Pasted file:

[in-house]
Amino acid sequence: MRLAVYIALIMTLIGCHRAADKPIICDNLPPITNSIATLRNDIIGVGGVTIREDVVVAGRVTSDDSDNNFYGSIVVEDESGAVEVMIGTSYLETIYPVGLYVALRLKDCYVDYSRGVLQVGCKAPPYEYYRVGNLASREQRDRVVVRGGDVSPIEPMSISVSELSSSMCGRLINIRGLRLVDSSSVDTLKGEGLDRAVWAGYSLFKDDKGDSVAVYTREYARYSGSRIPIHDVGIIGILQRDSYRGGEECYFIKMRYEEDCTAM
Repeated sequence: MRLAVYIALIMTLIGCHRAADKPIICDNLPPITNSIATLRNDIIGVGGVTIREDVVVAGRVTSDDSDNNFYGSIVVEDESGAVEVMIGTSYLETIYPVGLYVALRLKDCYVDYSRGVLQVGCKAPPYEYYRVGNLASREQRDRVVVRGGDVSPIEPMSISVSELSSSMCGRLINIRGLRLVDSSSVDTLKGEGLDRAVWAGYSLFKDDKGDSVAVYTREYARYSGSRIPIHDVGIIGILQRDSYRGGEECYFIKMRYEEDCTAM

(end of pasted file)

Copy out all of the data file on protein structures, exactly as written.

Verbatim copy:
[in-house]
Amino acid sequence: MRLAVYIALIMTLIGCHRAADKPIICDNLPPITNSIATLRNDIIGVGGVTIREDVVVAGRVTSDDSDNNFYGSIVVEDESGAVEVMIGTSYLETIYPVGLYVALRLKDCYVDYSRGVLQVGCKAPPYEYYRVGNLASREQRDRVVVRGGDVSPIEPMSISVSELSSSMCGRLINIRGLRLVDSSSVDTLKGEGLDRAVWAGYSLFKDDKGDSVAVYTREYARYSGSRIPIHDVGIIGILQRDSYRGGEECYFIKMRYEEDCTAM
Repeated sequence: MRLAVYIALIMTLIGCHRAADKPIICDNLPPITNSIATLRNDIIGVGGVTIREDVVVAGRVTSDDSDNNFYGSIVVEDESGAVEVMIGTSYLETIYPVGLYVALRLKDCYVDYSRGVLQVGCKAPPYEYYRVGNLASREQRDRVVVRGGDVSPIEPMSISVSELSSSMCGRLINIRGLRLVDSSSVDTLKGEGLDRAVWAGYSLFKDDKGDSVAVYTREYARYSGSRIPIHDVGIIGILQRDSYRGGEECYFIKMRYEEDCTAM